XML Exploits are Next, Analyst Warns
One day after reports of vulnerabilities in XML libraries, an analyst is warning companies not to ignore the danger of attacks that exploit those flaws.
"Hackers are moving up the stack to the application level," says Neil MacDonald, a vice president at research firm Gartner. XML-based attacks can be expected to be "the next big thing for hackers," he says.
Yesterday security test toolmaker Codenomicon and the Finnish Computer Emergency Response Team (CERT-FI) disclosed security risks in XML libraries that could result in successful denial-of-service attacks on applications built with them.
A wide variety of applications have implemented the vulnerable XML libraries, which include those from Python Software Foundation, Sun Microsystems, and Apache Software Foundation. Developers are being advised to follow instructions for remediation from vendors to prevent the exploits detailed by CERT-FI and Codenomicon.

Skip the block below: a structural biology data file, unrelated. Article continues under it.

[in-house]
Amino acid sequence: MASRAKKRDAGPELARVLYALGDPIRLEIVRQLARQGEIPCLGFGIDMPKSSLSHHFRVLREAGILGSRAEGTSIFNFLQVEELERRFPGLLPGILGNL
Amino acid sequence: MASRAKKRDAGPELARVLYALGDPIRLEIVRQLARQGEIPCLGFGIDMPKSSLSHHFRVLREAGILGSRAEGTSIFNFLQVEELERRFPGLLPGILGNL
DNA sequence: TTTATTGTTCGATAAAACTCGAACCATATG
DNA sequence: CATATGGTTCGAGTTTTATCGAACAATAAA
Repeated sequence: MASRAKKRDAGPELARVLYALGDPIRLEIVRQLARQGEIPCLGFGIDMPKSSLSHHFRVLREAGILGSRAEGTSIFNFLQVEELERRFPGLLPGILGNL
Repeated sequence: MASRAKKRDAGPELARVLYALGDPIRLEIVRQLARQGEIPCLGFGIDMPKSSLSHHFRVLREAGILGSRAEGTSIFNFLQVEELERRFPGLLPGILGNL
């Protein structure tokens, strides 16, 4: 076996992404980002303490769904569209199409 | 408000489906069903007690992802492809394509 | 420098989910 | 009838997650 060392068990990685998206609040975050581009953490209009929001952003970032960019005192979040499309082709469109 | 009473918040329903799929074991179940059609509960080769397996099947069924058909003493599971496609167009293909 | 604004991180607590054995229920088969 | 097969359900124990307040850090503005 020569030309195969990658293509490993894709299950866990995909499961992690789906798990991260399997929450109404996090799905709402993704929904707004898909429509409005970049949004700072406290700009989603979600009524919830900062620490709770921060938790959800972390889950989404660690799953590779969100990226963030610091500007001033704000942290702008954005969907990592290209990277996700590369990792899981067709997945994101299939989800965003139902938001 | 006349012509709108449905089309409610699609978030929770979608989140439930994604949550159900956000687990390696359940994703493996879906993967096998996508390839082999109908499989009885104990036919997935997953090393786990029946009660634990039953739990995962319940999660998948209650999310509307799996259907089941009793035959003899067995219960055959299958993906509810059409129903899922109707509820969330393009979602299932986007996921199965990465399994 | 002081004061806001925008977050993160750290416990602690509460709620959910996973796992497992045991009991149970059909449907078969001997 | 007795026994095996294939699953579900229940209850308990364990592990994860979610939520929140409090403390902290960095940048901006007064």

"The effects of the vulnerabilities include denial-of-service and potentially code execution," the CERT-FI advisory states. "The vulnerabilities can be exploited by enticing a user to open a specially modified file, or by submitting it to a server that handles XML content."
The vulnerabilities relate to the parsing of XML elements with "unexpected byte values and recursive parentheses, which cause the program to access memory out of bounds, or to loop indefinitely," the advisory notes.
Some updates for remediation are available, and CERT-FI is providing information about that. But as of early today, an update for Python was not yet available. "We are working on it," reads a simple statement available through CERT-FI.
MacDonald says Codenomicon has been researching XML-related flaws for some time, and the issue isn't wholly new. The bigger issue is that many developers have implemented open-source XML libraries in custom and commercial applications, and over the years, people may be unaware what has been used in an application, he says.
"Use of these libraries is pervasive," MacDonald says. But people don't always keep track of the open-source third-party libraries they're using, and a developer may have moved on to another project without recording that detail. "It becomes hard because you don't even know what applications are vulnerable."